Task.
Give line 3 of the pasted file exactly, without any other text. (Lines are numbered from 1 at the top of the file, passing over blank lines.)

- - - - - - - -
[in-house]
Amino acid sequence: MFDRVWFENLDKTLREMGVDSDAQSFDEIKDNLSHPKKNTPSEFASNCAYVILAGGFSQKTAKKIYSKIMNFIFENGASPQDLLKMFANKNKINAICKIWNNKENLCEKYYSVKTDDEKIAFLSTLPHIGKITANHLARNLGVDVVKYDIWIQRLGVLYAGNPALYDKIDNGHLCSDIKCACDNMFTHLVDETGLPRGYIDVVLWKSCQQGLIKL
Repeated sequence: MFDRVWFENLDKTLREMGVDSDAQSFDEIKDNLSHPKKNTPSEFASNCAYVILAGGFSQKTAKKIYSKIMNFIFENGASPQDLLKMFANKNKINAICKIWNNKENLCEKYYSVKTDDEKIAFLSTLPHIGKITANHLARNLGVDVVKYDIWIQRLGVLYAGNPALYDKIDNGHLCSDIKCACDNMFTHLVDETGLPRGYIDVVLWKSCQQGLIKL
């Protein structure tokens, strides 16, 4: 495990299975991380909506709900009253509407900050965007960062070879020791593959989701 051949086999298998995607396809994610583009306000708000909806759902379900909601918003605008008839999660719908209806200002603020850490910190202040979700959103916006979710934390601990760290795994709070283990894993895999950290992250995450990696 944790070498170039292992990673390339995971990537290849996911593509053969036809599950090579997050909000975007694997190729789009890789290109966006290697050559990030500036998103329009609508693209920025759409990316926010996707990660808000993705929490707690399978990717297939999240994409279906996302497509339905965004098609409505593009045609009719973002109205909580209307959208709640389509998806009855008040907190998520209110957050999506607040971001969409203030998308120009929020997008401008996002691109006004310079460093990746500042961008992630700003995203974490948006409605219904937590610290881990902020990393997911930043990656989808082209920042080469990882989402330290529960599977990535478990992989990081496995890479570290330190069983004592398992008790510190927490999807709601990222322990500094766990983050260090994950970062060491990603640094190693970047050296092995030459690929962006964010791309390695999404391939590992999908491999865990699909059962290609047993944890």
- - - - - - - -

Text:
Repeated sequence: MFDRVWFENLDKTLREMGVDSDAQSFDEIKDNLSHPKKNTPSEFASNCAYVILAGGFSQKTAKKIYSKIMNFIFENGASPQDLLKMFANKNKINAICKIWNNKENLCEKYYSVKTDDEKIAFLSTLPHIGKITANHLARNLGVDVVKYDIWIQRLGVLYAGNPALYDKIDNGHLCSDIKCACDNMFTHLVDETGLPRGYIDVVLWKSCQQGLIKL